Each year around the world, rabies results in more than approximately 59,000 deaths– that is nearly one death every 9 minutes. Most deaths are reported from Africa and Asia with almost 50% of the victims being children under the age of 15.
China remains a high-risk region for rabies transmission. During the period from 2006 to 2011, the numbers of deaths due to rabies nationwide in China were 3293, 3303, 2466, 2213, 2048 and 1917, respectively.
The diagnosis of rabies during pregnancy is rare and reports of five newborns surviving have been documented. In a recently published case report in the Journal of Venomous Animals and Toxins including Tropical Diseases, we see the case of the sixth newborn survivor in China.
In May 2013, a 25-year-old, 4-month pregnant woman was bitten by a dog on the right instep when wearing slippers and walking on the Xiaoying village road. The place is located 40 km northwest of PingDingShan city, Henan Province, PR China. The patient went to the village health clinic to see a general practitioner because the bite site was bleeding. The nurse disinfected the wound with iodine and alcohol and no measure concerning rabies immunization was taken. Three days later, the wound had healed.
Months later, on November 6, the woman was in the delivery room in Baofeng Hospital of Traditional Chinese Medicine in Pingdingshan city. On that night, she felt pain on the right leg as well as agitation and insomnia. On the following day (November 7) at 8:30 a.m., she gave birth to a baby boy in the emergency room by caesarean section. The birth weight of the infant was 2.5 kg and he was healthy according to all relevant indexes. During the procedure, although the woman was shivering, she was conscious and her blood pressure was within the normal range. At 5:00 p.m. on November 7, she started to develop symptoms such as thirst, headache, fear, chest distress, hidrosis and difficulty in swallowing water. The doctor on duty prescribed sedatives for her in order to ameliorate the symptoms. On November 8, manifestations including hydrophobia, vomiting, madness, dysphagia and fear appeared. She was clinically diagnosed with rabies. On November 9, the patient was transferred to the Infectious Diseases Hospital of Henan Province.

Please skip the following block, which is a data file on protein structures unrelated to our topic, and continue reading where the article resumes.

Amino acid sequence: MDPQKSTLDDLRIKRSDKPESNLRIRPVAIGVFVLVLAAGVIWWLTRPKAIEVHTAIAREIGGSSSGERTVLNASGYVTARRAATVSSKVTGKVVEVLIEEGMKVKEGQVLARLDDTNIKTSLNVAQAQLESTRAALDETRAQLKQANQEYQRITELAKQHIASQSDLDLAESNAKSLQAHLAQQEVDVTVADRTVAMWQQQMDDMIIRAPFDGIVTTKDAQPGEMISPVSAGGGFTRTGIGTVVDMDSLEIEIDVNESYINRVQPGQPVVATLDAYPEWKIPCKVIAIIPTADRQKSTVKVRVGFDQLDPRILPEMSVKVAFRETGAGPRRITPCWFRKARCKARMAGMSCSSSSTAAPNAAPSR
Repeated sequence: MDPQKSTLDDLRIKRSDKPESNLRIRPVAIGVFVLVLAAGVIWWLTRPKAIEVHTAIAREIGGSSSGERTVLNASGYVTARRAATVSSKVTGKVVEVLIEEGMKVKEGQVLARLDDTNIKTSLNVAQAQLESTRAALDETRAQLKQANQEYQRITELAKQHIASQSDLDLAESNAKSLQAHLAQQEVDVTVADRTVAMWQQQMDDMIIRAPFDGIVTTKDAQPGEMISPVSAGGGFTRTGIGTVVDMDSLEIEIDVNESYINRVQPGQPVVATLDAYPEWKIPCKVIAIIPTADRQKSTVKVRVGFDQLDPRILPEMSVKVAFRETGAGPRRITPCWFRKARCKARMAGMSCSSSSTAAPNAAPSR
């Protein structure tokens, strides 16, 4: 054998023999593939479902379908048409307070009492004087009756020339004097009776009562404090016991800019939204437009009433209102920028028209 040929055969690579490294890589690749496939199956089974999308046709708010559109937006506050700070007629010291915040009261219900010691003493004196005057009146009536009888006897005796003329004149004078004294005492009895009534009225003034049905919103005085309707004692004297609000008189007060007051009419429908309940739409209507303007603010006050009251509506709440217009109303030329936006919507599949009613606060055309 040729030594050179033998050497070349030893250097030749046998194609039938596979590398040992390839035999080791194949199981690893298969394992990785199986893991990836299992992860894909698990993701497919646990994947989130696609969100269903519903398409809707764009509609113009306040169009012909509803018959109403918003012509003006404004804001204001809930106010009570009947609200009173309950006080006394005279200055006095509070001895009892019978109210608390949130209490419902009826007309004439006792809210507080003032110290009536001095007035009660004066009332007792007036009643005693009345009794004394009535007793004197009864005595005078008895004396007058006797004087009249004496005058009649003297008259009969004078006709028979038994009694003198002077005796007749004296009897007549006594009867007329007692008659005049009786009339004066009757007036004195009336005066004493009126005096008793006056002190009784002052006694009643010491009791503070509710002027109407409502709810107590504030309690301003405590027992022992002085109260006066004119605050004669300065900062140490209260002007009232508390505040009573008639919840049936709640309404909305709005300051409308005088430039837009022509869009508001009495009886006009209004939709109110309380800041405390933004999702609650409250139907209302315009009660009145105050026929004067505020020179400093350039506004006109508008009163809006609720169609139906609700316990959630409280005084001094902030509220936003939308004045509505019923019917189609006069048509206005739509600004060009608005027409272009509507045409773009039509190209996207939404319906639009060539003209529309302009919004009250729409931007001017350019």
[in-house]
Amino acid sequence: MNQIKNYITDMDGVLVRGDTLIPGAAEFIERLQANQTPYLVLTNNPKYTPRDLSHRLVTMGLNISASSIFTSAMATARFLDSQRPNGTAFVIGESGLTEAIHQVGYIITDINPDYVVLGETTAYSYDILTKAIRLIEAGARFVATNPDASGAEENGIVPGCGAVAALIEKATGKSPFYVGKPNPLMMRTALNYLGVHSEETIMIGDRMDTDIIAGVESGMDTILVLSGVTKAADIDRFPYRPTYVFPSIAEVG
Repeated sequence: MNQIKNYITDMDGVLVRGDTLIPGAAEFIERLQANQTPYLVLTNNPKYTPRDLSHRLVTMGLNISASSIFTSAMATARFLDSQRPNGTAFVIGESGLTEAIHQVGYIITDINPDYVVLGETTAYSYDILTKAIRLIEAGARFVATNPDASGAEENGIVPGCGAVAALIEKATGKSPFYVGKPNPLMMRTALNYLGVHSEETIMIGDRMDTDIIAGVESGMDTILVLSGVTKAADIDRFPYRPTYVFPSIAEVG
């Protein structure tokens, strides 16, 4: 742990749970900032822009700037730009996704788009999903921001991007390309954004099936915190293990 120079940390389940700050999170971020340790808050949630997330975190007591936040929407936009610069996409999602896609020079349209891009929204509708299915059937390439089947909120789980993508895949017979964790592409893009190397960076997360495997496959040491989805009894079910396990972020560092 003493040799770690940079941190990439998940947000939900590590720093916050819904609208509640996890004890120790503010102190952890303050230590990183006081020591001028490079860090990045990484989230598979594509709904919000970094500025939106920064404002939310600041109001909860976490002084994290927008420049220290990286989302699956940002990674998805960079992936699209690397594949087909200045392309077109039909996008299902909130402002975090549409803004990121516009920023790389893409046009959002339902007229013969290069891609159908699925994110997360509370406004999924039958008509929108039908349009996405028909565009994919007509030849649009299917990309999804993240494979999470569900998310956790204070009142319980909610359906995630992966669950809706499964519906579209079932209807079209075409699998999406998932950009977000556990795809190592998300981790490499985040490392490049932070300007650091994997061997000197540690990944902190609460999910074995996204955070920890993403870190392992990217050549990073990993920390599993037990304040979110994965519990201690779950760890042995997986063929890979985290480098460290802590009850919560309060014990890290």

On physical examination, the patient had low fever (temperature: 37.5 °C). She was conscious but with intermittent irritability. There was no palpable lymph node. Examination of the cardiovascular and respiratory system was unremarkable. The abdomen was soft and with an operative incision about 10 cm long seen in the hypogastrium. The dressing was dry with no bleeding. The patient was isolated quickly in the hospital. The nurse used diazepam to sedate the patient who was having obvious symptoms of irritability.
One day after the cesarean section, she was given a combination of antibiotics, piperacillin and tazobactam as well as anti-viral drug (ribavirin) to treat the infection. In addition, mannitol was given to reduce intracranial pressure. Moreover, two Chinese medicines, Xuebijing injection (intravenously, 50 mL plus 0.9 % 100 mL saline, two times a day) and Xingnaojing injection (intravenously, 10 mL plus 0.9 % 250 mL saline, two times a day) were given. Xuebijing injection is a complex traditional Chinese prescription consisting of flos Carthamus, radix Paeonia rubra, Chuanxiong rhizoma, radix Salvia miltiorrhiza and radix Angelica sinensis and was noted to help to improve blood microcirculation, to avoid toxin spreading in suppurative infections and ti inhibit release of tumor necrosis factor-α. Xingnaojing injection, which is composed of four medicinal herbs – including artificial musk, synthetic borneol, Curcuma aromatica Salisb. and Gardenia jasminoides J. Ellis – is a well-known traditional Chinese patent medicine (TCPM) and is believed to reduce brain injury and enhance functional recovery after stroke [8, 9].
Despite treatment, the symptoms got progressively worse. The patient frequently spitted saliva and could not lie down because of chest tightness. She was immobilized and receiving intravenous injection of diazepam. Her symptoms did not improve. The family requested discharge against medical advice. At 12:00 p.m. on November 9, the patient died at home in respiratory failure. Her husband and baby boy were diagnosed with class III rabies exposure according to WHO classification (single or multiple transdermal bites or scratches, contamination of mucous membrane with saliva from licks; exposure to bat bites or scratches). At 4:00 p.m. on November 10, the husband and baby received rabies vaccine (Vero cell) by intramuscular injection in a traditional Chinese medical hospital of Baofeng county. Four further doses were given at days 3, 7, 14, and 28. They were free of the disease up to September 30, 2015.
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